Hargreaves Lansdown is one of the biggest success stories in Britain’s financial services industry. What started as a DIY investment supermarket is also now a robo-adviser, fund manager and pension platform, and it’s just announced plans to add peer-to-peer business lending to its rapidly expanding range of services.
The Bristol-based firm, which last year generated £358 million in income, has earned a fortune for its founders and continues to provide reasonable returns for its shareholders. But what about Hargreaves Lansdown customers? How have they been faring?
On the face of it, they’ve done OK. The company was founded in 1981 and, notwithstanding the crash of 1987, the next two decades saw stellar gains for UK equities and indeed for most of the major stock markets. The 21st century has not been especially kind to investors thus far but, assuming they’ve stayed the course, Hargreaves customers won’t be too unhappy with how their investments have performed. The company has also enjoyed relatively high levels of customer satisfaction.
But dig beneath the surface and a rather different picture emerges. Hargreaves rose to prominence mainly by cutting deals with high-profile and high-fee actively managed funds, using its market share to negotiate discounts for its customers. It has also had, from the outset, a fairly aggressive PR and marketing strategy. It knows that newspapers and their readers can’t get enough of the “star” managers who run the funds that Hargreaves likes to sell, and it’s always very happy to provide an appropriate comment.
The problem is that Hargreaves Lansdown is peddling a myth; that the way to success as an investor is to chase performance, the latest hot region, sector or asset class, or the stockpicking genius who it seems can do no wrong. It makes it all appear so easy as well, the impression given that all you need to do is select a few funds from the list it’s helpfully compiled for you and you should do very nicely.
The overwhelming evidence is that all of those assumptions are complete and utter poppycock. Only around 1% of active funds consistently beat the market and they’re almost impossible to identify in advance. Past performance is no guide to future performance and, if anything, lists of recommended funds are more of a hindrance to investors than a help.
Most important of all, what companies like Hargreaves Lansdown fail to spell out is quite how much it costs to invest in active funds. The long-term, compounded costs are staggeringly huge. What’s more, as if to add insult to injury, Hargreaves’ charges are even higher than the industry average. A few extra basis points here and there might not seem like a great deal, but over time those marginal differences add up to very significant sums.
The good news is that, slowly but surely, investing is changing. The UK is still far behind the US in this respect, but awareness is growing among investors, journalists and regulators that, far from a being positive benefit, active fund management generally extracts value from the investment process. All over the world we’re seeing the growth of companies like Betterment, Wealthfront, Dimensional Fund Advisors and, most famous of all, Vanguard; companies which have acknowledged and embraced the evidence and built their businesses on it; that provide consumers with what they really need rather than what generates the biggest profits.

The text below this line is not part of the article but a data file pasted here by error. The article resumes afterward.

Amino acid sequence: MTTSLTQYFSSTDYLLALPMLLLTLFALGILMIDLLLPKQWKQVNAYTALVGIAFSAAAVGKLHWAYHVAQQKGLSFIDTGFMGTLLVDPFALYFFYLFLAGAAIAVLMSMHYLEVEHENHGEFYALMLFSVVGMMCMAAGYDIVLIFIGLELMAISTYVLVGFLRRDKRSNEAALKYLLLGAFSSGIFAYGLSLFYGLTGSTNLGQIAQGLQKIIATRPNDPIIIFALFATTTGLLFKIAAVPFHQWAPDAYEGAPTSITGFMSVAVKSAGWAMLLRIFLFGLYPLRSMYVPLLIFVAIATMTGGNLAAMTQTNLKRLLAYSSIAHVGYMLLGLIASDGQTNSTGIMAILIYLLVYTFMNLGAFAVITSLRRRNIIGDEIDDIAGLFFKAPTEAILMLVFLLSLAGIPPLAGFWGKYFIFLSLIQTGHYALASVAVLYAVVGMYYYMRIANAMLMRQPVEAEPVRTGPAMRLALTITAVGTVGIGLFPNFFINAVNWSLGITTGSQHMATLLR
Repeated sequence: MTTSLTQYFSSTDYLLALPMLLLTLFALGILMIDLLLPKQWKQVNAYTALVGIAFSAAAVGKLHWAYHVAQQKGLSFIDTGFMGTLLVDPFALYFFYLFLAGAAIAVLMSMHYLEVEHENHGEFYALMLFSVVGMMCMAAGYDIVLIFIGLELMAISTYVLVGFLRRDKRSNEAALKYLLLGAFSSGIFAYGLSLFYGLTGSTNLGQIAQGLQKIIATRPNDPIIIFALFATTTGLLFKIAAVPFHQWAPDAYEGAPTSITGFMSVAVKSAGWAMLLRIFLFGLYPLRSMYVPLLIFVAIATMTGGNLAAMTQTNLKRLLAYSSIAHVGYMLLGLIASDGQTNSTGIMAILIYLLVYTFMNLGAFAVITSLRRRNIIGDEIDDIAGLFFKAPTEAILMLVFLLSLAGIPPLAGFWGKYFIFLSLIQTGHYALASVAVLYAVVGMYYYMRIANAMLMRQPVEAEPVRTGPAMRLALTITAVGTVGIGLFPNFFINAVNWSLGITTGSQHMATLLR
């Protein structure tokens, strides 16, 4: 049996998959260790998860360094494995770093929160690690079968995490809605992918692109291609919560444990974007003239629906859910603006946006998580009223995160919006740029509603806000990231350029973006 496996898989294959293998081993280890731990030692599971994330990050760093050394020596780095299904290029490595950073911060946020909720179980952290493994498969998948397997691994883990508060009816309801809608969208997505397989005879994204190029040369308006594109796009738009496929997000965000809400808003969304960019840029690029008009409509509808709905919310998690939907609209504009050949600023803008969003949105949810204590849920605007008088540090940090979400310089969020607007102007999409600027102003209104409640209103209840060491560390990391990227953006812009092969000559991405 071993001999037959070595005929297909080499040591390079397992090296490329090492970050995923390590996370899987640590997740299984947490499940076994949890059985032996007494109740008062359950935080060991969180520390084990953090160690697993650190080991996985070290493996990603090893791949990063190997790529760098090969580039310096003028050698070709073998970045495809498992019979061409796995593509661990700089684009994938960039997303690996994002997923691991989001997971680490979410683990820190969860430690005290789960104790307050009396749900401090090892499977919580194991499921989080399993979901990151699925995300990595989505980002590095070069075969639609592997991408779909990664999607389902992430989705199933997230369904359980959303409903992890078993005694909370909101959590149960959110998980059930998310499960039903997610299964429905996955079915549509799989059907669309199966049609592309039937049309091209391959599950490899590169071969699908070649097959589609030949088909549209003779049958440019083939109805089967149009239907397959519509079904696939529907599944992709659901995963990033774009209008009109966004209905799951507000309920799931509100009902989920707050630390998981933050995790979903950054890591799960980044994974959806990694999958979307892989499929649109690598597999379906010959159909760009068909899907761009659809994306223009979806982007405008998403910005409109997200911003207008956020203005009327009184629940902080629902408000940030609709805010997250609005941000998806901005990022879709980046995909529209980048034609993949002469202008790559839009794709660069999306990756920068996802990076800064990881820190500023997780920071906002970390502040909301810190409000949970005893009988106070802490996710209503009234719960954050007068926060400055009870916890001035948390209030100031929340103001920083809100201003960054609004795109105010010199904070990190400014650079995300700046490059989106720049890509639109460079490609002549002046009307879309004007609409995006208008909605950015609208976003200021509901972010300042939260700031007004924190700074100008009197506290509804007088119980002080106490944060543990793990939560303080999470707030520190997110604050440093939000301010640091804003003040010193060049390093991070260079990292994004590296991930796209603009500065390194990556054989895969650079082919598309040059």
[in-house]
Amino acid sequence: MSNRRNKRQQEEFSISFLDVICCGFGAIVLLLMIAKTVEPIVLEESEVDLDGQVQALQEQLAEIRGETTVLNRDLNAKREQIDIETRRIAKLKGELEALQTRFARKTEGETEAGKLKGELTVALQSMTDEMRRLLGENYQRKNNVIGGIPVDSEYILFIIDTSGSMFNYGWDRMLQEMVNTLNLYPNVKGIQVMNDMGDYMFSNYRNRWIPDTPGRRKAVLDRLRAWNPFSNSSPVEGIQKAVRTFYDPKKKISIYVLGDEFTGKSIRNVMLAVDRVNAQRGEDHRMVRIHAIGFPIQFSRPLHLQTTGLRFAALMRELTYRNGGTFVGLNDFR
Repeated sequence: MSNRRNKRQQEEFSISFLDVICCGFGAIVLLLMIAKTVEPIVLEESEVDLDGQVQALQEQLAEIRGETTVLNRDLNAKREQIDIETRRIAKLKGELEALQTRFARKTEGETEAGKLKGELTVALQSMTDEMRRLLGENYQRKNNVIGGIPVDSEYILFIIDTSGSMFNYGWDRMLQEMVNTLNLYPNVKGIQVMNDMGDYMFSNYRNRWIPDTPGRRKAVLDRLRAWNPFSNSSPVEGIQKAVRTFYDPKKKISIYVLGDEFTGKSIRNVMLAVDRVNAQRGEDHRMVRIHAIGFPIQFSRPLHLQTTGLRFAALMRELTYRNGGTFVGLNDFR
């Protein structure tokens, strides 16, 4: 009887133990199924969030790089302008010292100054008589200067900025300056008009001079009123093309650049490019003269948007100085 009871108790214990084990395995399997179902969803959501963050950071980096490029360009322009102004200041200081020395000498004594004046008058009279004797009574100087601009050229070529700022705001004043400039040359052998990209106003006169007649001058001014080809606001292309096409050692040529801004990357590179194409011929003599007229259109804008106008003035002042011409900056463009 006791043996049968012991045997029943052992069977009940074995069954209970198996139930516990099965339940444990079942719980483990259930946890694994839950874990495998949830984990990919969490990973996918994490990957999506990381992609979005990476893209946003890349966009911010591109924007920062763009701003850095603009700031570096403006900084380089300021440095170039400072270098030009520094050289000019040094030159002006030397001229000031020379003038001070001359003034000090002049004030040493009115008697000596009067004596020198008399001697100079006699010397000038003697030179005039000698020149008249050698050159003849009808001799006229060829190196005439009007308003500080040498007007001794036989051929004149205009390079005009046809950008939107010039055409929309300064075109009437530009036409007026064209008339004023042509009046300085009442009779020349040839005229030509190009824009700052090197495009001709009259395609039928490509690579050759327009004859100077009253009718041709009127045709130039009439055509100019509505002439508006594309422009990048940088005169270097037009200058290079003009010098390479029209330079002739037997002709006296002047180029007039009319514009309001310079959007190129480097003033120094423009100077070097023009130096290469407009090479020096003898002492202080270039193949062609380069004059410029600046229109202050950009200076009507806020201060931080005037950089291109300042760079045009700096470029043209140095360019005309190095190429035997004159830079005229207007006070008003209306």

To be fair, Hargreaves was about the only major UK investment company willing to engage me in discussion when How to Win the Loser’s Game was released. For that at least it has my respect. But the evidence against active fund management for the average investor is so persuasive that there are only two explanations as to why firms should continue to promote it so brazenly — either they haven’t read the evidence or they’ve decided that rebuilding their business model to reflect that evidence is, commercially speaking, too big a sacrifice to make.
Of course Hargreaves does offer low-cost passive funds, but as far as I can make out it doesn’t go out of its way to promote them. Instead it directs customers to the funds that contribute most to its profits, its own multi-manager funds. It’s these funds, which layer fees on top of fees, that are usually the most expensive of all.
Like another company I wrote about recently — St James’s Place Wealth Management — Hargreaves commands such a significant market share that it has the potential to be, like Vanguard, a real consumer champion. It could become, if it wanted to, a major force for good in UK investing, and play a crucial part in tackling the savings and pensions crisis this country faces. Granted, such a move would probably meet with initial resistance from its shareholders but, as Vanguard has proved spectacularly, the best strategy in the the long run is to do what’s right for the consumer.
Over to you, Hargreaves Lansdown. It’s time to change direction. Alas, I fear I know which one you’re planning to take.